Velvet ants have a powerful sting


By Brad Hardison - Contributing columnist



The cow killer is the largest of the velvet ants, measuring up to one inch in length.


Brad Hardison


A few weeks ago, I was in the yard with my son and nephews playing catch with baseballs. One of the throws went over their head and they took off chasing after it seeing who could get to it first. While running, Nate, the smallest of the three, slid to a stop, turned around, and hollered, “Hey, look at this bug”! By this time the other two were fighting over the baseball and weren’t too interested in the bug that had been found. As I got to “the bugs” location, Nate was squatted down, trying to corral and capture his new discovery. When I saw “the bug”, I quickly scooped up Nate and hollered for the other boys to come over and see what he had found. As they ran up to us I told them not to get so close. What is that, they asked in unison. What Nate had found was a Velvet ant, more commonly known as a cow killer.

The cow killer is the largest of the velvet ants, measuring up to one inch in length. It earned its name by the reputation of the female’s powerful sting that is said to be so painful that it could kill a cow. Cow killers aren’t really ants, but a type of wasp. They differ from ants only by body segments and antennae construction. Cow killers are fairly easy to identify. They have thick fur-like hair and are black with red or orange stripes, long gangly legs, and thick antenna. They are most often found scurrying along the ground in open areas of yards, fields, and pastures. Females are wingless, and males have dark colored wings. Velvet ants are not aggressive and will try to escape and scurry away when encountered. However, females will defend themselves with a long, needle like stinger concealed at the tip of their abdomen if they feel threatened.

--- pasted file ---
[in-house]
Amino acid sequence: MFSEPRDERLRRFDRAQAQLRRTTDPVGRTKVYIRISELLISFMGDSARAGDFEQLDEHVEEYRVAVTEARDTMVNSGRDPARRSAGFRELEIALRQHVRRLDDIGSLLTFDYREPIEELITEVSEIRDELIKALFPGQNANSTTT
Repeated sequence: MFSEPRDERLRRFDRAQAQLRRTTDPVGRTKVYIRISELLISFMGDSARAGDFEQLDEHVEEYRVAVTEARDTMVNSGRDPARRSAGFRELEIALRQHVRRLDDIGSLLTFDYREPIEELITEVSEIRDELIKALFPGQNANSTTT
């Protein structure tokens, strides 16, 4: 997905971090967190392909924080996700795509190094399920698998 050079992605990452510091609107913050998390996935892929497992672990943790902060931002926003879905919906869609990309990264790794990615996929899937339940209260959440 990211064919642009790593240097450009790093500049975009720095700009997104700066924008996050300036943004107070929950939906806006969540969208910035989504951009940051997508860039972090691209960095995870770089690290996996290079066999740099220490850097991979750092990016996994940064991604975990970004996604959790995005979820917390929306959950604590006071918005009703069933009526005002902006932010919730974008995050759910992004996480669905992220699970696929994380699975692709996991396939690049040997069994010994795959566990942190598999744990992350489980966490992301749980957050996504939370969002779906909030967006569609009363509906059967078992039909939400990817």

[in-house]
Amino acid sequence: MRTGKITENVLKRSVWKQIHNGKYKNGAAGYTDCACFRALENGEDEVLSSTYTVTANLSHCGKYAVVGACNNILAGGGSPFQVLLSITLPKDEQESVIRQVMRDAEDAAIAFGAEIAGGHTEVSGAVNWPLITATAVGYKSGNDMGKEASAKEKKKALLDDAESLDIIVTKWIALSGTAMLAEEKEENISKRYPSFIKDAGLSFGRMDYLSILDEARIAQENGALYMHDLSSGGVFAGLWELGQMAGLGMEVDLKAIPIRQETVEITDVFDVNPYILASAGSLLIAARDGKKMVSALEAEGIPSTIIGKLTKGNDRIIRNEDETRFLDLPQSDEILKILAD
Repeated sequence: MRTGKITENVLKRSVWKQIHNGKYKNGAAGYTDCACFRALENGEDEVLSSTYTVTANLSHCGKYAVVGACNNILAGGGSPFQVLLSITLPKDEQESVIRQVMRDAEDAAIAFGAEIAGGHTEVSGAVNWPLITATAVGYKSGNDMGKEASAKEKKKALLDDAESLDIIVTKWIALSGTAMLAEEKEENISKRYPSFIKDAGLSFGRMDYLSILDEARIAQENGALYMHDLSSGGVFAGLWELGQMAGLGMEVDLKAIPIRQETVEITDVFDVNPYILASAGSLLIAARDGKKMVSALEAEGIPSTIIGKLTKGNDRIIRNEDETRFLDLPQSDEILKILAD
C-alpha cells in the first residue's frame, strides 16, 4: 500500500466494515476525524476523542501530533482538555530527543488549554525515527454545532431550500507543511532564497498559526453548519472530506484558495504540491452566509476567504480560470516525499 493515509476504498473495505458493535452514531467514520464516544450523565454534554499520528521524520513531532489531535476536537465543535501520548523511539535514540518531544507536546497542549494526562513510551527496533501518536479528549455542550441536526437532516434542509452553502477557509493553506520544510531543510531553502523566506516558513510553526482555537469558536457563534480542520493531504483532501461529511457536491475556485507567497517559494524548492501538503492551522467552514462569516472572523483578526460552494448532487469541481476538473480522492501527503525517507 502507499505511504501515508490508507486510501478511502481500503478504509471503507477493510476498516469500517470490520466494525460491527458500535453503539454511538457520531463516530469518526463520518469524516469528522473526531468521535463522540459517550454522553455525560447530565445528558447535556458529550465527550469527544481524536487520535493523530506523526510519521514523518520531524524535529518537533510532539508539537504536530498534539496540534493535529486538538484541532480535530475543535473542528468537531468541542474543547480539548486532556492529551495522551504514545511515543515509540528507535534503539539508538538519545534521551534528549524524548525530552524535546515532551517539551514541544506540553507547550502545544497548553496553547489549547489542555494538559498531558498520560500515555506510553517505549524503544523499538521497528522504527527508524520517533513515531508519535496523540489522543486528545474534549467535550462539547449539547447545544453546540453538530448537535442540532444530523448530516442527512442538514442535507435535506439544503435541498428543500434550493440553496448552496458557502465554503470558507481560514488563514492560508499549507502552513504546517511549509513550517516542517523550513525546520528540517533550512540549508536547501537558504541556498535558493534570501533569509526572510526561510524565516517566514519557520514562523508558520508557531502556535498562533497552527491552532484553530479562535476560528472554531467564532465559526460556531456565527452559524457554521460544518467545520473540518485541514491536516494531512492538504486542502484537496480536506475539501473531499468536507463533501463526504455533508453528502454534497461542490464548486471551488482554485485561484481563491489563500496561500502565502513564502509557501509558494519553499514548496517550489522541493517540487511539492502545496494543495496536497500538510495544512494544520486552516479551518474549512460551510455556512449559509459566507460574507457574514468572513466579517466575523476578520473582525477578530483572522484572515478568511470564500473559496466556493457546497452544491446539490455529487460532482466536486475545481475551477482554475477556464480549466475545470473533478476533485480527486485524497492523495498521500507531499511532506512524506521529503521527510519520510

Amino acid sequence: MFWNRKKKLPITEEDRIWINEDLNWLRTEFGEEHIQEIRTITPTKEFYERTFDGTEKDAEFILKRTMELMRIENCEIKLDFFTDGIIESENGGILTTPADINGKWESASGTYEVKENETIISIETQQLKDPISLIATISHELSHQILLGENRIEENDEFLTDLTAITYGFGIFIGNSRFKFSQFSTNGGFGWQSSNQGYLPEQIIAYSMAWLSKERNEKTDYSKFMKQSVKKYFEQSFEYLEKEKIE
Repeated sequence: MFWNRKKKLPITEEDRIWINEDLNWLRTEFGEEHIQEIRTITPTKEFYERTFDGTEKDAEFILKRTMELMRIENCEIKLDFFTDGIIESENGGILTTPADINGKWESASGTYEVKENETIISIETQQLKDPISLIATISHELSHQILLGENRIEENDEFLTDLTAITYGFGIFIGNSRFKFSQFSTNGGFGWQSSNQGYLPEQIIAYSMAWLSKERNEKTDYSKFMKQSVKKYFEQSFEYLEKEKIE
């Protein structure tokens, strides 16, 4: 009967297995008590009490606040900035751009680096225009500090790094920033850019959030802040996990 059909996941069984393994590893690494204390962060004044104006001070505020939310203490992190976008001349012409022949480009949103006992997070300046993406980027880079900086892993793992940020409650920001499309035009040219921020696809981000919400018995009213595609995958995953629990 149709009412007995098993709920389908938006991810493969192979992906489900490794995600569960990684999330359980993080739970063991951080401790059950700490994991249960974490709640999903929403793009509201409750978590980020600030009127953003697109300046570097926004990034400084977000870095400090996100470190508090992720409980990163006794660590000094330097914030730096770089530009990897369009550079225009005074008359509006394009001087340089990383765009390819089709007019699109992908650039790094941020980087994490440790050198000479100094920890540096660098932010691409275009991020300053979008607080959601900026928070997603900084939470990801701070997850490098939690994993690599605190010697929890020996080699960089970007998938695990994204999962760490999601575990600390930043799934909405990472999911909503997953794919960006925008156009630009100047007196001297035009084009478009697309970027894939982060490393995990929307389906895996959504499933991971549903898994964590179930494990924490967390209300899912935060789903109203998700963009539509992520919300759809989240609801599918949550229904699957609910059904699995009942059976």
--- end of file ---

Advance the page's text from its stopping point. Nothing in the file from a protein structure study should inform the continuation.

Cow killers do not live in colonies or nests like ants or wasp. They are nomadic, and travel from place to place in search of food. They feed on nectar, water, ground bee and ground wasp larvae. Because there is no nest or colony to treat, there is no effective control measures for them, the best advice is to not pick one up or touch it. If you want to get rid of it, use the bottom of your shoe.

“So, can it really kill a cow?” they asked as it scurried away. No, it can’t, I told them; but it feels like getting stung by 10 wasps at the same time so let’s leave it alone. Yeah, they said I don’t want it to sting me – hey, where’s the baseball?

Don’t forget that the Sampson County Extension Service is offering the Sampson County Friends of Horticulture program this year. This program offers monthly “How To” horticultural seminars targeting homeowners and gardeners of Sampson County. Our next session will cover gardening in raised beds on Aug. 17, 6 p.m. at the Sampson Extension Center. Pre-register by calling 910-592-7161. The registration fee is $5 per session, and you only pay for the session that you want to attend.

The cow killer is the largest of the velvet ants, measuring up to one inch in length.
http://www.clintonnc.com/wp-content/uploads/2017/07/web1_cow-killer.jpgThe cow killer is the largest of the velvet ants, measuring up to one inch in length.

Brad Hardison
http://www.clintonnc.com/wp-content/uploads/2017/07/web1_Brad-Hardison-1.jpgBrad Hardison

By Brad Hardison

Contributing columnist

Brad Hardison is an agricultural extension agent specializing in horticulture. Contact him by calling the Sampson County Extension Center at 910-592-7161 or by emailing brad_hardison@ncsu.edu.

Brad Hardison is an agricultural extension agent specializing in horticulture. Contact him by calling the Sampson County Extension Center at 910-592-7161 or by emailing brad_hardison@ncsu.edu.

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